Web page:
As we drove out the Edgerton Highway to Kenny Lake, we watched the Wrangells "move." From Copper Center Mt. Drum is on the right of Mt. Sanford. As we travel south, Mt. Drum moves to the left as you see it in this photo.
The Kennecott Shuttle picked us up at our campground at 8 a.m. We traveled the remainder of the paved Edgerton Highway to Chitina (pronounced
Chit-nah). The town of Chitina is an example of a Boom & Bust community that came and went with the Gold Rush.
Originally, Chitina was a relatively wealthy Native village with access to both salmon and copper, located at the southern entrance to the Copper Valley. After 1901, Gold Rush miners staked claim to the copper deposits, and by 1903 the Guggenheims had bought them out. By 1911, Chitina became the terminus and shipping hub of the copper company's railway.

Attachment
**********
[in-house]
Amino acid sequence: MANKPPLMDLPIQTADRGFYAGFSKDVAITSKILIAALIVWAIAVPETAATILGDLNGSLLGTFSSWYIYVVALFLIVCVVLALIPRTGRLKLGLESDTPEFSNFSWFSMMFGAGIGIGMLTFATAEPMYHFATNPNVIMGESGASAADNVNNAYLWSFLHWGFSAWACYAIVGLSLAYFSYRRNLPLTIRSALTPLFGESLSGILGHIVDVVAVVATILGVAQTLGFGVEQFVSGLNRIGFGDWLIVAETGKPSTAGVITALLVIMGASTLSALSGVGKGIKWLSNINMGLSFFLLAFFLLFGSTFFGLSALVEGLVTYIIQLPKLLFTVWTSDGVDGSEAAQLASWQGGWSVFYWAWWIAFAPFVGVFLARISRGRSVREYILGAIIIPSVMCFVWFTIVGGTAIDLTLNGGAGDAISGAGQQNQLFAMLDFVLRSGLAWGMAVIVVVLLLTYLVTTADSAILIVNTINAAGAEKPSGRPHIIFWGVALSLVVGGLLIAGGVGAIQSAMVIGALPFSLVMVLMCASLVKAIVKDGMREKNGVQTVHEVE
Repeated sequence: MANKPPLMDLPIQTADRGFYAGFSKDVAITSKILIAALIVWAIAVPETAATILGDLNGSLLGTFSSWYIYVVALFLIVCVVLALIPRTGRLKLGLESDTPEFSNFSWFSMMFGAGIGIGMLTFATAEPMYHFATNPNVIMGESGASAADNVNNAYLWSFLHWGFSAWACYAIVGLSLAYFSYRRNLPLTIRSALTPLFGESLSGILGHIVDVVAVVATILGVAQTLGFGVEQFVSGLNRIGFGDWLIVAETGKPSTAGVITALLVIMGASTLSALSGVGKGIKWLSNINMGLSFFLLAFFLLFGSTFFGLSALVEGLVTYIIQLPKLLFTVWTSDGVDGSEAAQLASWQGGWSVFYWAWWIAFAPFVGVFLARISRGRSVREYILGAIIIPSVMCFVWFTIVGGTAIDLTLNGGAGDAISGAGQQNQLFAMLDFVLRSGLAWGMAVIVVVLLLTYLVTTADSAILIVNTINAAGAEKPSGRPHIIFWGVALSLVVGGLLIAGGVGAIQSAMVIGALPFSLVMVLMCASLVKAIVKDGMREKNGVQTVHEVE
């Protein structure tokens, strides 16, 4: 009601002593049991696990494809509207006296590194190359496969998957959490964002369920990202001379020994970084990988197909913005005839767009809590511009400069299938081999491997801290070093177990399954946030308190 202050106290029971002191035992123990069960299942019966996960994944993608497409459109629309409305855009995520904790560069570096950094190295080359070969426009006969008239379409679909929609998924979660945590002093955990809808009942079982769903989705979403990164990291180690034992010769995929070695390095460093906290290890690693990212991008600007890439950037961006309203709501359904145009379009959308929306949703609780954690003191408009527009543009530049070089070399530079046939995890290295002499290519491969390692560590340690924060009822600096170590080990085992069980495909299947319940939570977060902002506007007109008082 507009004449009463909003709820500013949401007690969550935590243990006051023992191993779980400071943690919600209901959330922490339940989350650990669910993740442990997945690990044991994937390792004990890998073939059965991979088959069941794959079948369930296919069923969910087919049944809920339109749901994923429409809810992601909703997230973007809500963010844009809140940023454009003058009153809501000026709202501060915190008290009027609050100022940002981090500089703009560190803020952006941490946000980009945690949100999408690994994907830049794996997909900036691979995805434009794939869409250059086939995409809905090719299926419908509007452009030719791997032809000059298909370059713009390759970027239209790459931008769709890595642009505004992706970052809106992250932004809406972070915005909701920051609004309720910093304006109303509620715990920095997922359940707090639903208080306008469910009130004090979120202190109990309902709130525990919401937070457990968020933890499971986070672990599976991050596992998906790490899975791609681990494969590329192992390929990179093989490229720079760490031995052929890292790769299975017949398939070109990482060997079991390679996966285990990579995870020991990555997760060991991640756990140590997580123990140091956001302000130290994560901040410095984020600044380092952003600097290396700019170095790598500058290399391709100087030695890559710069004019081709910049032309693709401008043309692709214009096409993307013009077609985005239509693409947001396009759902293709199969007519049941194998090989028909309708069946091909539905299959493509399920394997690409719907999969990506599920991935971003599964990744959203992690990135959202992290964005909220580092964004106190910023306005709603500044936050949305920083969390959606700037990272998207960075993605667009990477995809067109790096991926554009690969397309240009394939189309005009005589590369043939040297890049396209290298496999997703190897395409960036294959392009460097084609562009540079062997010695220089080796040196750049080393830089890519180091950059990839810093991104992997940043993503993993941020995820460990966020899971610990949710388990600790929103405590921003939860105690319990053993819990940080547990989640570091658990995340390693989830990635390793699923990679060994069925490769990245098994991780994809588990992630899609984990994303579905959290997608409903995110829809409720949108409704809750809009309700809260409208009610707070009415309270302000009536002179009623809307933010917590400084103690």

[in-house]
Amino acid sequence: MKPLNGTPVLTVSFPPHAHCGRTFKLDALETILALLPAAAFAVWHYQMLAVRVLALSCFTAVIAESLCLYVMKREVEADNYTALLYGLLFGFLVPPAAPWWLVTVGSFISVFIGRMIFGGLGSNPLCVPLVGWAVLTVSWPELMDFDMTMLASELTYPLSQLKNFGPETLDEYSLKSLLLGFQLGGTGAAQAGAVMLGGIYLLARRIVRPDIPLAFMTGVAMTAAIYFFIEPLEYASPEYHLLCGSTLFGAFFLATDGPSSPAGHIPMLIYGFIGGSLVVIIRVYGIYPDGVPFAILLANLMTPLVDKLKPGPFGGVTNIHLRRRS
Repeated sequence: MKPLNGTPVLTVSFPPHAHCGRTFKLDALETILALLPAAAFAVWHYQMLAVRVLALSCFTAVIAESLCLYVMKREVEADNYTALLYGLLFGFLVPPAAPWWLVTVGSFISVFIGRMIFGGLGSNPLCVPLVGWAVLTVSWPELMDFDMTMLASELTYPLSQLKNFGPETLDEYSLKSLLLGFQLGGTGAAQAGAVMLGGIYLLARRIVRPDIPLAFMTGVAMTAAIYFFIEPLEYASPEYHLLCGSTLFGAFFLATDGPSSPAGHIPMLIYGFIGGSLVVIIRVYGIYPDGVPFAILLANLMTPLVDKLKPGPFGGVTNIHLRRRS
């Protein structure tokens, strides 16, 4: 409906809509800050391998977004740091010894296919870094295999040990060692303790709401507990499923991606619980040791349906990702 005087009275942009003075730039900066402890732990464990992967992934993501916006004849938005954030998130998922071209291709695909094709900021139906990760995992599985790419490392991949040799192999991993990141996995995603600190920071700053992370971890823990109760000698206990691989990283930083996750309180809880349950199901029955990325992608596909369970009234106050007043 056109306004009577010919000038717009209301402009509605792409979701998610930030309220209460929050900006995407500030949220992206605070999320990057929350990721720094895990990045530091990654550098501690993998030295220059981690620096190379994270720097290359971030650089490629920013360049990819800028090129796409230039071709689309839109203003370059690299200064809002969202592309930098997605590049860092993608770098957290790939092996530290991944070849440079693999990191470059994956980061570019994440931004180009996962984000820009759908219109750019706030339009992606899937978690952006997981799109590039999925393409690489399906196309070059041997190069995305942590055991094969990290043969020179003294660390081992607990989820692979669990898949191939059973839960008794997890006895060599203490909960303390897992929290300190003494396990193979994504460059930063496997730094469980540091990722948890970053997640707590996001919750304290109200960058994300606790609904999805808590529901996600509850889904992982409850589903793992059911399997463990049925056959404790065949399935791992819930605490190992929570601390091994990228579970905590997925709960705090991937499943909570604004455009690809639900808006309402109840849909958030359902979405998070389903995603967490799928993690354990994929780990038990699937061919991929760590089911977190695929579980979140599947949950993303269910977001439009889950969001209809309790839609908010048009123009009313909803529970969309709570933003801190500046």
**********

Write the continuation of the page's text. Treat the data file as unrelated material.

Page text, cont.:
Past Chitina, the road turns to gravel and passes through a narrow old railroad cut to a 1400 foot bridge across the Copper River.
This reminds me of our trip to the Arctic Circle trying to get photos from the back of a van as it bumps along.
Beautiful view of the confluence of the Copper and Chitina Rivers though.
Our driver told us we would stop to watch the fish wheels on the way back.
It doesn't take long to come upon construction on the road.
We met a lot of large trucks and other types of road equipment spewing dust clouds.
We stopped here to view an abandoned railroad trestle across Gilahina creek. A total of 271 wooden trestles were constructed, spanning over 30 miles of rugged landscape.
The Gilahina would be the largest at over 90 feet tall and 880 feet long. It was quite a challenge in January 1911, with frozen ground and temperatures as low as -67 degrees. In spite of conditions, this trestle was completed in just 8 days.